So what am I going to do with this? Something I haven't had in about 15 years, but can still taste... This is one of my favourite desserts of all time. I think of this in conjunction with gleaming silver and shining crystal because my mom only ever made this dessert for guests. I don't think I ever had this except as a leftover. Which is kind of a good thing because, if you like chestnuts, this is completely addictive!

My Mom's Cold Chestnut Souffle

  • 4 eggs + 2 egg yolks
  • 1/2 c sugar
  • 1 tbsp gelatine
  • 6 tbsp rum
  • 1 c sweetened chestnut puree
    (if you are using unsweetened, adjust amount of sugar)
  • 1 c heavy cream whipped until stiff

Have ready a 3/4 litre souffle dish with a standing collar made from silicone or waxed paper

Dissolve gelatine and rum over hot water, let cool while you beat the eggs, yolks and sugar until very thick and pale (at least 10 minutes)

Beat the cooled rum mixture quickly into eggs, then add the puree slowly, so as not to lose air.

Gently fold in the whipped cream, then scrape the mixture into the souffle dish (don't forget to put the collar on first!). Run a knife carefully through the mixture to get rid of any big bubbles, then chill thoroughly until set (6-8 hours)

My mom's original recipe said to serve this decorated with whipped cream rosettes and glaceed marron halves before carefully removing the collar. But I always remember this being served in a beautiful Orrefors crystal bowl with nothing more than a circle of whipped cream piped around the edges.

This is just another gratuitous picture of the chestnut puree...
in anticipation of the souffle.


burekaboy — said...

aj, that bread looks delicious.

it is true -- different flours will have different absorption & hydration levels. also, depending on what you put in it, ie. whole grains, the recipe may require adjustments to your building blocks: flour & water. mostly, these things are calculated by bakers percentages however. sounds like you had great success and as they say ... don't mess with success!

bet you never foresaw using your pottery for baking bread, huh?

how much chestnut puree did it end up yielding from all that [chest]nut cracking?

aja said...

Hey BB,
Math was never my strong suit, but I lucked out on this one. This is such a forging recipe. And nope, never, ever thought I would bake in a pot I'd made... Fun! I think I ended up with about 700 gr of peeled chestnuts - Lots and lots - yum! 8^) Cabbage, chestnuts and smoked goose breast for dinner tonight - happy camper me!!!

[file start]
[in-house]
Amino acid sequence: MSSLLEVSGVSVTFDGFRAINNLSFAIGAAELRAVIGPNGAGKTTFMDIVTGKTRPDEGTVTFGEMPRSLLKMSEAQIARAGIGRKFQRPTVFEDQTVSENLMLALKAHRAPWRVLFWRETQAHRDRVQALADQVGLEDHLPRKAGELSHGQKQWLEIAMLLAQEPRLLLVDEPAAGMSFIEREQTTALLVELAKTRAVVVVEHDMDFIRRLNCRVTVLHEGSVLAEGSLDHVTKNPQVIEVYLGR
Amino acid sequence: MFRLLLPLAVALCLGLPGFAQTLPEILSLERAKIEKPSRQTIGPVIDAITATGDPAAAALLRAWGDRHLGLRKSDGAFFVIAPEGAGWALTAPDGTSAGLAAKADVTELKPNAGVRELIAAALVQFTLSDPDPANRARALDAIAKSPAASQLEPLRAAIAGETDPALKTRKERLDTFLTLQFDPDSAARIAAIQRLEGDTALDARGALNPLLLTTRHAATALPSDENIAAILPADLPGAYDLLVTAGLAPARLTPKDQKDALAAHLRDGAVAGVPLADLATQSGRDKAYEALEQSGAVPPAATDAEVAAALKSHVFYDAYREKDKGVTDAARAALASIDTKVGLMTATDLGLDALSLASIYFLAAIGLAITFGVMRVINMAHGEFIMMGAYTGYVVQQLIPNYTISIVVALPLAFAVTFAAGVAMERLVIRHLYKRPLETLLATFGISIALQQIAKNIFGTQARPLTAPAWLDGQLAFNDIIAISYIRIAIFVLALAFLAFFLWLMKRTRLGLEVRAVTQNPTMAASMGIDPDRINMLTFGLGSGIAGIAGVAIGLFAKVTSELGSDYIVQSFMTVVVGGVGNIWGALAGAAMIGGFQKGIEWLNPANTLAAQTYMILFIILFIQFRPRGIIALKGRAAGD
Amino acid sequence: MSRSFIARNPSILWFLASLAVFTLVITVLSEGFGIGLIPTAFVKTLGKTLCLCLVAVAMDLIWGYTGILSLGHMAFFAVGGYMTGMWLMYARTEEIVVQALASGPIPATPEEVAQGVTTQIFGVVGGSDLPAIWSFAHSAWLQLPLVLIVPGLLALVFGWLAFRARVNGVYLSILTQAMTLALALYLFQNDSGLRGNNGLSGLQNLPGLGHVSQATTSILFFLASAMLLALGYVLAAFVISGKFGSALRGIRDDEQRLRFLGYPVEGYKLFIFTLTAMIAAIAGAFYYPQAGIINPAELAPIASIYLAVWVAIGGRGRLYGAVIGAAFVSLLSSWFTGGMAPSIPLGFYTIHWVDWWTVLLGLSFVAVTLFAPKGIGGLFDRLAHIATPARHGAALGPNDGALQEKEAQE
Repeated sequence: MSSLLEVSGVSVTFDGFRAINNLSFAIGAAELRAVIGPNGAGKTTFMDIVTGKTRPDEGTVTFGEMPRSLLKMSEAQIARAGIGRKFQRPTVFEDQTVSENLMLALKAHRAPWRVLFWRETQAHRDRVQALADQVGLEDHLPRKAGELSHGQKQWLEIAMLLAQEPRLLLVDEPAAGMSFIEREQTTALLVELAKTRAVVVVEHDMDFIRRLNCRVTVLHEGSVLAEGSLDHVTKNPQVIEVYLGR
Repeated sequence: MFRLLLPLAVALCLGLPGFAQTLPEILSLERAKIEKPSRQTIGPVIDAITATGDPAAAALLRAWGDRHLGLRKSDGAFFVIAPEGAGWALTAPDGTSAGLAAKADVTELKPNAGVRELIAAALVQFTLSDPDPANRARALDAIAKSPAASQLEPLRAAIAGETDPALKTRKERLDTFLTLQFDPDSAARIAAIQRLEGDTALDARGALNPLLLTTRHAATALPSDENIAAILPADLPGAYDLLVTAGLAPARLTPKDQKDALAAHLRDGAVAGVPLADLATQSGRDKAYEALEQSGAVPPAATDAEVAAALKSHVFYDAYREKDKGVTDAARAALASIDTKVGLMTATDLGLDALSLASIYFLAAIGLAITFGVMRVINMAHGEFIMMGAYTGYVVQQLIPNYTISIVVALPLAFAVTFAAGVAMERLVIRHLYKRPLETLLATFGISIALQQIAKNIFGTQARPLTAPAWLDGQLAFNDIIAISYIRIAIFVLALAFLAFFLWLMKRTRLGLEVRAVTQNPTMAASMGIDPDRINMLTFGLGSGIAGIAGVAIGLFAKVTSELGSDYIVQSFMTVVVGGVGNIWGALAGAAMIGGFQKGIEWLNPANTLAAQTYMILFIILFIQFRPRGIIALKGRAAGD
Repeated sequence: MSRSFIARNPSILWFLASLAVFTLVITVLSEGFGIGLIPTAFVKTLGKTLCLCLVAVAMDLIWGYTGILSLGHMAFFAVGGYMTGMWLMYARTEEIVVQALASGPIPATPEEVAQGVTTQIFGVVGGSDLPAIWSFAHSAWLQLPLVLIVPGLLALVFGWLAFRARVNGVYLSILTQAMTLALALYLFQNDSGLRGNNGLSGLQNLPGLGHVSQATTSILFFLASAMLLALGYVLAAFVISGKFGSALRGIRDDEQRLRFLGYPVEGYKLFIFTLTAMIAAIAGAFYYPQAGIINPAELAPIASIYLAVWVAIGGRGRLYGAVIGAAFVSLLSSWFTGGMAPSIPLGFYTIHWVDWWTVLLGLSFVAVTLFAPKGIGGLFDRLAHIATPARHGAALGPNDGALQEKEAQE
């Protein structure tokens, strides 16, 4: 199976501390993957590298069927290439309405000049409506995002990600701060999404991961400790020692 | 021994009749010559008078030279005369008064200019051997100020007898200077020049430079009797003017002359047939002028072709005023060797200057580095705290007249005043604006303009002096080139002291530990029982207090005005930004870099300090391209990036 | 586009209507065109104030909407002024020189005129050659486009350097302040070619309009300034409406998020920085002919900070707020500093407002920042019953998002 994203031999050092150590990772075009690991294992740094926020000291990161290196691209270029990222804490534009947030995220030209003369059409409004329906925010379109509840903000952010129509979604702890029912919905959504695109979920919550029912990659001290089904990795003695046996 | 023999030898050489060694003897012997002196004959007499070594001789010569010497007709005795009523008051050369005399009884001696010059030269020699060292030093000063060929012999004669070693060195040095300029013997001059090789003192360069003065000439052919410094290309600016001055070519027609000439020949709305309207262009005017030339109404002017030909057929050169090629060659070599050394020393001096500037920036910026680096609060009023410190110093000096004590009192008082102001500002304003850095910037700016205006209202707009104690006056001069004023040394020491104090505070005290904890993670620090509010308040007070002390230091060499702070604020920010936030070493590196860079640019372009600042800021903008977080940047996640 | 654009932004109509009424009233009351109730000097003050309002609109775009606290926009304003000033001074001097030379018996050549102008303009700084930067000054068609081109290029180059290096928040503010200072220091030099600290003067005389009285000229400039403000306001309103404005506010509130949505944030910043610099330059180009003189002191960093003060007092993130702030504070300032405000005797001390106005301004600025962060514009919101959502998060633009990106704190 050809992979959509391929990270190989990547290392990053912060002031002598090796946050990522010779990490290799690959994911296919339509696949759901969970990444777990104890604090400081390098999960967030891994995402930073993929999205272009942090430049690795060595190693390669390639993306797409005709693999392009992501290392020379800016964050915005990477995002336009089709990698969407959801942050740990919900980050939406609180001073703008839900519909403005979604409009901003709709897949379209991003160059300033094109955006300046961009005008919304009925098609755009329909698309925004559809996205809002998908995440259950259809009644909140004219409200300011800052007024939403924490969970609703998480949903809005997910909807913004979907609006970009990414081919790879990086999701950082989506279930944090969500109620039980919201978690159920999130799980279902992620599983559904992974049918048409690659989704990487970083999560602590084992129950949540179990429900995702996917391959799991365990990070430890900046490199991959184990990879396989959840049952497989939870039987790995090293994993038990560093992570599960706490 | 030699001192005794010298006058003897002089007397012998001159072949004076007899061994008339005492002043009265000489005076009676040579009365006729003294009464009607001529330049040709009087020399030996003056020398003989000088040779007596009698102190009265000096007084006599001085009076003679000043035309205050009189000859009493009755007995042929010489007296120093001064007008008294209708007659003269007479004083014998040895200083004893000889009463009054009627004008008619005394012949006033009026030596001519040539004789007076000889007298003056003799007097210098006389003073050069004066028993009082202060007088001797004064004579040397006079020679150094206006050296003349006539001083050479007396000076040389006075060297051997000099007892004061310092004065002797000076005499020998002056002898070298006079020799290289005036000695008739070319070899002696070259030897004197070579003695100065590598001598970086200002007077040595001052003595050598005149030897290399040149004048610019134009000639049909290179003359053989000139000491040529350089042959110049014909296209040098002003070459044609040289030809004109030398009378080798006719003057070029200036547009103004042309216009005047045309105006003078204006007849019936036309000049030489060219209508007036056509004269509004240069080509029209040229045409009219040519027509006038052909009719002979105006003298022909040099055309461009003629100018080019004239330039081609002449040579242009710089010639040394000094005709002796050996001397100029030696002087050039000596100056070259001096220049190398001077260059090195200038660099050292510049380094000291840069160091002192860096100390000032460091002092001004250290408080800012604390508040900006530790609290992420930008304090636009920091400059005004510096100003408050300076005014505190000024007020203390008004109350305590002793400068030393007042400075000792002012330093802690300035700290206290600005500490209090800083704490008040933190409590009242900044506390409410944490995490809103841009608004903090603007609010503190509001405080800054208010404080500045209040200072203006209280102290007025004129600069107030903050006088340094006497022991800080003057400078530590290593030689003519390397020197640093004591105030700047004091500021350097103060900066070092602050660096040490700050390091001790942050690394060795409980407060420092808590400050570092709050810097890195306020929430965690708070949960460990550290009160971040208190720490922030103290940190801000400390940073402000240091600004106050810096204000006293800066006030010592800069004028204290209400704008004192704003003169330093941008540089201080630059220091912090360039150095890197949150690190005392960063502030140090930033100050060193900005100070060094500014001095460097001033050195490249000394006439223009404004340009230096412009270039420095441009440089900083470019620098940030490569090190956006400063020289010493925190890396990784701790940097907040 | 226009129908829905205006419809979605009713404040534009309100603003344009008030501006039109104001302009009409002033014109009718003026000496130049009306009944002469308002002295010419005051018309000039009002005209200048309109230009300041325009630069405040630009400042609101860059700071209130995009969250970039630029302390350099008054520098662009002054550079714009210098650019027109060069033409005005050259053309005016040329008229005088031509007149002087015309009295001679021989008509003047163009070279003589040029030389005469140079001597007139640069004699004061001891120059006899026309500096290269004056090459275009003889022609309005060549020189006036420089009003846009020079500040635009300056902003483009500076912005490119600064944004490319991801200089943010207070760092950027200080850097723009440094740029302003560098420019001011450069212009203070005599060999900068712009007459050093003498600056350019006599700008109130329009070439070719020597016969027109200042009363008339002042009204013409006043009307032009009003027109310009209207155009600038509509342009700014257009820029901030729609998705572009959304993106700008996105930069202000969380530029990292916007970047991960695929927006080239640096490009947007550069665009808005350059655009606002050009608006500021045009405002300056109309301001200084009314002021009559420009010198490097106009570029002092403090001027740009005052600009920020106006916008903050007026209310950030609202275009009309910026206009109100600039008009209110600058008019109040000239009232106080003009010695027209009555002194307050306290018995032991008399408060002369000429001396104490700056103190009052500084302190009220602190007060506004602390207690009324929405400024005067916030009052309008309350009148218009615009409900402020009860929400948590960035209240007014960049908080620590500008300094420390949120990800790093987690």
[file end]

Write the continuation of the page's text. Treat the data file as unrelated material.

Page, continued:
burekaboy — said...

can u believe i have seen where they are calculating at like 1/378 of tsp of yeast! this was relative to the bakers percentage/s when converting huge bakery to home recipes, not that it was called for in that measure.

dinner sounds very european {russian} and molodyetz. post it later, i wanna see!

aja said...

Hey BB,
1/378!! what kind of nuts are they???
Dinner was eastern europeanish - but not what had been planned - I ended going out for ksitsot with Cactus. Then it was movie night while the bread baked - To Catch a Thief (the Hitchcock version) and Pillow Talk. Dessert was a slice of hot bread & melting butter. Who needs popcorn?

Paz said...

Oh, wow! I love your bread and souffle! Really cool!


aja said...

Hey Paz,
Thanks - and honestly, YOU can do this bread too - add it to your cooking adventures - been there, done that list.

burekaboy — said...

don't ask, it was from some crazy industrial recipe my father's troup of chefs were converting and then reconverting. obviously you can't measure out 1/378 so i don't know where they got that number. who knows, i am a maffskool flunkie anyway.

bread at its height, freshly baked with melted (salted!!) butter dripping off it. need we say more?

aja said...

Hey BB,
Speling skul flunky too I see 8^) crazy industrial chefs...

Oh dear, now I think I need to start another loaf... I might even invest in some french butter...

Lise said...


Thanks for this whole-grain version of my favorite new bread recipe. I'm going to give it a try, but I just want to check that there's not a mistake in it? You call for a total of 4.5 cups of flour/grain, and the original recipe only calls for 3 cups. Are you sure you used 3.5 cups of plain white flour?

aja said...

Hi Lise,
You are absolutely right- that was a typo, it should be 2 1/2 cups of white flour. Well spotted. That's what happens when you write too late at night. Thanks for spotting that and enjoy - I certainly did 8^}